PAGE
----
HASBRO actually bought the designs from two different lines of Takara toys, which is why some turn into toy-scale cars and others into full-scale household objects (even if one is a surprisingly realistic looking gun).Antiriad2097 wrote:I couldn't name more than three. They looked cool, but I was too old for them, I'd grown past playing with cars so never got into the lore to know the names and stuff. That it got silly with stuff like a transforming walkman just lost me further - what kid wants a pretend walkman as a toy? Cars, trucks and jets, fair enough, but the walkman was daft.
The vehicular Transformers were from the 'Diaclone' range of toys. The walkman and gun designs were from some later 'Microman' designs. If you ever had any 'Micronauts' toys (semi-transparent and chromed plastic action figures from the late 70s, with pull-back-and-go and battery-powered robot vehicles) it was this toy range that produced the designs of Megatron, Soundwave and the like.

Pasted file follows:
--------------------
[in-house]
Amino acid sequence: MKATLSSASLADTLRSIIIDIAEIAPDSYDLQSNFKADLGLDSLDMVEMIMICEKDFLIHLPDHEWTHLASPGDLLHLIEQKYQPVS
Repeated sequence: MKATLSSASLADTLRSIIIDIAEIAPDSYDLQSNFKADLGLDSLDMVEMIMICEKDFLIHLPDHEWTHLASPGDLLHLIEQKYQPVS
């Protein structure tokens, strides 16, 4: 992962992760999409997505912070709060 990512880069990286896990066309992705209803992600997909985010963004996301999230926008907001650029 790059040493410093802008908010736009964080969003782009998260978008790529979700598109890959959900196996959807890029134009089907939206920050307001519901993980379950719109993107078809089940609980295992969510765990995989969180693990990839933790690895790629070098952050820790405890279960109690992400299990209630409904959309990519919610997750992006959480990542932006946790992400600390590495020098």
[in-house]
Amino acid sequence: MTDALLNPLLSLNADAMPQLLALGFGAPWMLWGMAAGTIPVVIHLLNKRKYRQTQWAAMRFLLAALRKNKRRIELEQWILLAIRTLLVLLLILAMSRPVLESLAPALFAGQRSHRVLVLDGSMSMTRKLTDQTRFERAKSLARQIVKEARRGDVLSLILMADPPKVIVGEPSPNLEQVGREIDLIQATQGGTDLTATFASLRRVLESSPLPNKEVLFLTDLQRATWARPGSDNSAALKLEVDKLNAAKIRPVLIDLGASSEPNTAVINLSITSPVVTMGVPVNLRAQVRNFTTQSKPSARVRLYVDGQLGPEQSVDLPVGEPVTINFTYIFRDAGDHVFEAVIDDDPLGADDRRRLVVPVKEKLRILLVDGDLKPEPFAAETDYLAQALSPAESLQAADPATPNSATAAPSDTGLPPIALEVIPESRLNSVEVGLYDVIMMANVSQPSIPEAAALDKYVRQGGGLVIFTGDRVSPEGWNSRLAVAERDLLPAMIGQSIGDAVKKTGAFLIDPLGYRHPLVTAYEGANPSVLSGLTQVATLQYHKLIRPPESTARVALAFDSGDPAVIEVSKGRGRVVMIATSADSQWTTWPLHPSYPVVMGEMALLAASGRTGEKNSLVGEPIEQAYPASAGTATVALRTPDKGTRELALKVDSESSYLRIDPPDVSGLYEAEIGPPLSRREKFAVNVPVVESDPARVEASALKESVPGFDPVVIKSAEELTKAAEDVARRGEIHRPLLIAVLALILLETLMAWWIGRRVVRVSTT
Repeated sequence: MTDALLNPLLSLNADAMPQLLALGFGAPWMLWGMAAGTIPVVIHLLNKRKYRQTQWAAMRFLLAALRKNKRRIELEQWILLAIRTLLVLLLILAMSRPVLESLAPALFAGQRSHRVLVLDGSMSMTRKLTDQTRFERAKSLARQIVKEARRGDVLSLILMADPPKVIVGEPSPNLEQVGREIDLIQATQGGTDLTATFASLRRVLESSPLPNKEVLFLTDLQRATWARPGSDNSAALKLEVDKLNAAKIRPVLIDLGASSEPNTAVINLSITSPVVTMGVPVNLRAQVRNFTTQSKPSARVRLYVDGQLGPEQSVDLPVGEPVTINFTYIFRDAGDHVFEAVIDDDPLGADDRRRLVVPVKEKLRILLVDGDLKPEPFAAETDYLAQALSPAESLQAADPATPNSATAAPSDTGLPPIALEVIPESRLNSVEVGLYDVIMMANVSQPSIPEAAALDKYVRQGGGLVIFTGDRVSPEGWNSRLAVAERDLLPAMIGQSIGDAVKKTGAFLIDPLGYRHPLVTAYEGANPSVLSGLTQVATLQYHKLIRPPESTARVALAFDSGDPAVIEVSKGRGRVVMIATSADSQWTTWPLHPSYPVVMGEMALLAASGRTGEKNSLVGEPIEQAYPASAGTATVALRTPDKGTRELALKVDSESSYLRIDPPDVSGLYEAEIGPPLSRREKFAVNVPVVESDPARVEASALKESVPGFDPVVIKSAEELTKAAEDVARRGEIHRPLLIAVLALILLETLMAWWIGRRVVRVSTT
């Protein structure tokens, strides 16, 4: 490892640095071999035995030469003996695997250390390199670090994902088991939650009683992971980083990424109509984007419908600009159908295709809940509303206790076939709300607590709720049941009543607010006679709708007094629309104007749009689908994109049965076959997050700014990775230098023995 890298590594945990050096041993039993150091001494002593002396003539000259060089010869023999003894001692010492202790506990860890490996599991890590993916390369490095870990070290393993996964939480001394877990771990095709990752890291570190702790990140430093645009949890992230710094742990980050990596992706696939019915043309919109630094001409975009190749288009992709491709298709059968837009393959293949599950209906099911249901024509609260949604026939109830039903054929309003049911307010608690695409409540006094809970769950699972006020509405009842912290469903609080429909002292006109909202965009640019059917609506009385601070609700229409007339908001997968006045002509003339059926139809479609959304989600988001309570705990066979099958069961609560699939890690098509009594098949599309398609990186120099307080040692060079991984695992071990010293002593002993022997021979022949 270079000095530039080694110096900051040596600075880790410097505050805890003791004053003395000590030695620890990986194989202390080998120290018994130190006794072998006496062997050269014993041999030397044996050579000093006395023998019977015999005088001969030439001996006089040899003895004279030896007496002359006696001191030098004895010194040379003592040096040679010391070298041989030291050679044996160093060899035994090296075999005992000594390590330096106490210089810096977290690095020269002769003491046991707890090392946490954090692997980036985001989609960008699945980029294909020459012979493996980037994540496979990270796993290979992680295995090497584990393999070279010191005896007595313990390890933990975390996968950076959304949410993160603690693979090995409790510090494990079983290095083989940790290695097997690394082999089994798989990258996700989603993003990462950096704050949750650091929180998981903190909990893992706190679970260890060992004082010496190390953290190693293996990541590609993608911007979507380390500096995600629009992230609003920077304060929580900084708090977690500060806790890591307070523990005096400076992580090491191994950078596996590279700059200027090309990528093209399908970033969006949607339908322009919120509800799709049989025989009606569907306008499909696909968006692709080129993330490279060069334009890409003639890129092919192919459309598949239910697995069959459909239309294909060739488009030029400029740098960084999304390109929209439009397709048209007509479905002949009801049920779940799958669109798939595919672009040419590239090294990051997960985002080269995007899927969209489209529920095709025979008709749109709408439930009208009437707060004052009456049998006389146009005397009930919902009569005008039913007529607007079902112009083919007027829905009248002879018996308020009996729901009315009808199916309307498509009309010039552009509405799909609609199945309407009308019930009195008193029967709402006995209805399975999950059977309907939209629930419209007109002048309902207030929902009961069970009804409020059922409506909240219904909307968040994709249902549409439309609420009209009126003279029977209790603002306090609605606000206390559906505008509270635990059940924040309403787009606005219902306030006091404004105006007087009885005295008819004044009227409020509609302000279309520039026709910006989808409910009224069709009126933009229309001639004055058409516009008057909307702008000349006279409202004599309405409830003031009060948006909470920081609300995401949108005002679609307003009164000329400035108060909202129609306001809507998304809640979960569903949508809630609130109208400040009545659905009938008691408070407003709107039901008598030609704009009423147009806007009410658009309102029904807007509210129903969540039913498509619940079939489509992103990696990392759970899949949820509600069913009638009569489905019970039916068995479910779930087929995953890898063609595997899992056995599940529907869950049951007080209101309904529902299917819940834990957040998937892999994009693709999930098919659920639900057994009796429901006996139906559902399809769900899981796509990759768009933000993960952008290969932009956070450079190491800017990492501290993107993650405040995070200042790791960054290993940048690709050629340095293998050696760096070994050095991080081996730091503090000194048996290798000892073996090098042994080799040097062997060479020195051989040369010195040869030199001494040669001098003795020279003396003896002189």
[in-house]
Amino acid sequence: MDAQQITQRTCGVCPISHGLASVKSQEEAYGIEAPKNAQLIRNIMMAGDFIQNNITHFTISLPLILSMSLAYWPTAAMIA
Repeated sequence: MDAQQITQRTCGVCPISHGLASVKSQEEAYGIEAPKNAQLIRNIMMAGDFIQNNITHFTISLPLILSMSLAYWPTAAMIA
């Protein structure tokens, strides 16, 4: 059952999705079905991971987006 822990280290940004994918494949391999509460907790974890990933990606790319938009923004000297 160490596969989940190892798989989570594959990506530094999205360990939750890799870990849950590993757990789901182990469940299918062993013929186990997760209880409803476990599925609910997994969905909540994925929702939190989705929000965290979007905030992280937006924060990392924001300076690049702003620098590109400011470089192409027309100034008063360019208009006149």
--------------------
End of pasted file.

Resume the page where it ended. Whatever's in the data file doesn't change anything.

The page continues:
Before the transforming toys, Japanese toys and TV tie-ins featured loads of different giant robots, some of which could be re-arranged to make spaceships (Danguard Ace) whilst others had pull-apart vehicle designs (pre-cursors of Power Rangers and combination Transformers like Devastator). These got grouped together and imported under the 'Shogun Warriors' brand in the 70s, together with a Marvel tie-in comic.
One difference is that all the Japanese ones had pilots of one form or another (either human or micro-sized humanoids). None of them were autonomous sentient robots like the Transformers.
To be honest, the real Transformers always annoyed me with very delicate parts (Jazz's roof and windscreen) or having to pull off fists and guns and hide them in your pocket in vehicle modes. The smaller clones that came out under the 'Gobots' brand were both cheaper and much more robust.